Microsoft will let users uninstall Edge, Bing, and disable ads on Windows 11 as it complies with the Digital Markets Act

Microsoft Edge icon in Windows 11 Start menu
(Image credit: Future)

What you need to know

  • Microsoft has published a blog post detailing how it's making Windows 11 compliant with the Digital Markets Act (DMA) in the European Economic Area (EEA.)
  • The changes will allow PCs in EEA markets to uninstall Microsoft Edge, disable Bing in Windows Search, and turn off the Microsoft News feed and ads in the Widgets Board.
  • The company is also ensuring Windows 11 acknowledges user defaults, and will allow users to uninstall almost all in-box apps from the OS. 

Microsoft has published a new blog post which details how Windows 11 will be made compliant with the Digital Markets Act (DMA) in the European Economic Area (EEA.) To be compliant, Microsoft has made several changes to the OS, which now allows users to choose between providers and uninstall most in-box apps.

The biggest changes come in the form of the ability to uninstall the Microsoft Edge web browser, as well as remove Bing Search from the Windows Search pane. This joins the already growing list of in-box apps that can be removed by the user, with there now only being a few system apps, such as File Explorer and Phone Link, that cannot be uninstalled.

Additionally, Microsoft is rolling out an update to the Widgets Board that will allow users to turn off the Microsoft News and ads feed, while keeping widgets for those who wish to utilize them. The company describes these changes as specific to Windows 11 PCs in the EEA, so it's unclear if users outside this area will be able to utilize these functions.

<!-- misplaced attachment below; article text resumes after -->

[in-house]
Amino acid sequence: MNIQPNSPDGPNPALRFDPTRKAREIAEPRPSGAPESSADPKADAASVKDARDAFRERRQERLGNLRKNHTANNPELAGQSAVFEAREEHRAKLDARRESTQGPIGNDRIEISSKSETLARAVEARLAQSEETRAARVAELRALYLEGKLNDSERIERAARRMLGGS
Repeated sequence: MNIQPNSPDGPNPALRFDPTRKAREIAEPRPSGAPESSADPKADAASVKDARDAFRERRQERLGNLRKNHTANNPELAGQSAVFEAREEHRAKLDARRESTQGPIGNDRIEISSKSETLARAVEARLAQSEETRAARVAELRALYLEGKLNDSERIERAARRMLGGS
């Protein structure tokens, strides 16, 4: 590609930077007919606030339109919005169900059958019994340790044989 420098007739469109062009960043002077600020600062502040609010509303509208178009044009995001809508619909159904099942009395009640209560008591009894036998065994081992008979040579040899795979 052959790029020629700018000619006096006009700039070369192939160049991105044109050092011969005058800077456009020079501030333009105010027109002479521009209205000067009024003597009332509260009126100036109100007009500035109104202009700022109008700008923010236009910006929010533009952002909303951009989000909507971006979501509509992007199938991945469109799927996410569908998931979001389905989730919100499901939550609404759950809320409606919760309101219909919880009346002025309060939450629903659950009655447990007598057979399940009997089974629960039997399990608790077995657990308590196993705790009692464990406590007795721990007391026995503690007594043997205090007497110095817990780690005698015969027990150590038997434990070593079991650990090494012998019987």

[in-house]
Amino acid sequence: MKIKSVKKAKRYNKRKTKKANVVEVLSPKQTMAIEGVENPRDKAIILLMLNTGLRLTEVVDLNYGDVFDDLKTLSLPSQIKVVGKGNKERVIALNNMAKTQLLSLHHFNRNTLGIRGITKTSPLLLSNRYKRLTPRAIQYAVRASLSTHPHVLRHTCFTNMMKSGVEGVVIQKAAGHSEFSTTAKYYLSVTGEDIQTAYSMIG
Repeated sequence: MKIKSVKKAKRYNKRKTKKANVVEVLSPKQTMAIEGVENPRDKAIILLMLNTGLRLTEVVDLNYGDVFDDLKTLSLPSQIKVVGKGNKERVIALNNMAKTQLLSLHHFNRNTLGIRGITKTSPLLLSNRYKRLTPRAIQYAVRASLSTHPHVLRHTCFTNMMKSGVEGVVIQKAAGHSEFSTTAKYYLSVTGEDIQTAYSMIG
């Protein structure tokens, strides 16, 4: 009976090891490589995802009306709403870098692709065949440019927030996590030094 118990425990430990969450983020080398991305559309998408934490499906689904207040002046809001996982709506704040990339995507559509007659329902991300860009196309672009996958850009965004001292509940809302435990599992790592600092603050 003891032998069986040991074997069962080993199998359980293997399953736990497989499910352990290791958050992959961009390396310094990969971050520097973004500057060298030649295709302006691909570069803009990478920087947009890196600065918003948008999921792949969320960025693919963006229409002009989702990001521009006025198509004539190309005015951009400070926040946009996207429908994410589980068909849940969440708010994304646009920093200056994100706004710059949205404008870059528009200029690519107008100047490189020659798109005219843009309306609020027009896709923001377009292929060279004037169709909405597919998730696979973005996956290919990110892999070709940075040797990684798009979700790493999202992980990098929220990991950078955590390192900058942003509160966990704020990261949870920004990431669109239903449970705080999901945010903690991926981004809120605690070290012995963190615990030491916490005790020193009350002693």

Other changes Microsoft is making to Windows 11 is ensuring the OS remembers the users' set defaults. Whether that be a web browser or email client, Windows will now respect your default choice. The OS will now also ask users in the EEA if they want to sync Windows with a Microsoft account. 

These changes will rollout in preview on Windows 11 in the Insider Beta Channel in the coming weeks, and will become generally available early next year. Microsoft says Windows 11 will be fully compliant with the DMA by March 6th, 2024. Many of these same changes will roll out to Windows 10 by then, too. 

What countries are affected by these changes?

Europe Flag

(Image credit: Unsplash)

The EEA is an economic and political union that spans 27 countries in the European and surrounding area. The list of countries included in the EEA are:

  • Austria
  • Belgium
  • Bulgaria
  • Croatia
  • Republic of Cyprus
  • Czech Republic
  • Denmark
  • Estonia
  • Finland
  • France
  • Germany
  • Greece
  • Hungary
  • Iceland
  • Ireland
  • Italy
  • Latvia
  • Liechtenstein
  • Lithuania
  • Luxembourg
  • Malta
  • Netherlands
  • Norway
  • Poland
  • Portugal
  • Romania
  • Slovakia
  • Slovenia
  • Spain
  • Sweden

What is the Digital Markets Act?

The Digital Markets Act (DMA) is a set of established rules and criteria for large online platforms to adhere to in EEA markets. The goal is to ensure users are free to choose the services they want on whatever platform they wish to use, and not be locked to the specific services a platform maker wants them to use. 

In the case of Microsoft, this means not forcing users to use Edge or Bing, and ensuring the OS is interoperable with other services where necessary. One of the rules of the DMA is allowing users to uninstall and pre-installed software or apps. 

It's not just Microsoft that needs to adhere to the DMA either, both Google and Apple are in the same boat, and will need to be compliant with these same rules going forward. 

Ultimately, the DMA is looking to ensure users always have choices in the software and services they use. It also aims to look out for third-party services that have previously been unfairly treated by a platform's terms and conditions. 

Zac Bowden
Senior Editor

Zac Bowden is a Senior Editor at Windows Central. Bringing you exclusive coverage into the world of Windows on PCs, tablets, phones, and more. Also an avid collector of rare Microsoft prototype devices! Keep in touch on Twitter and Threads

  • Madbiker1960
    It is nice that the EEA has forced Microsoft to allow these features in just about country in the world except for their biggest markets which include North America (USA & Canada)

    Hey Microsoft when are we getting these options here?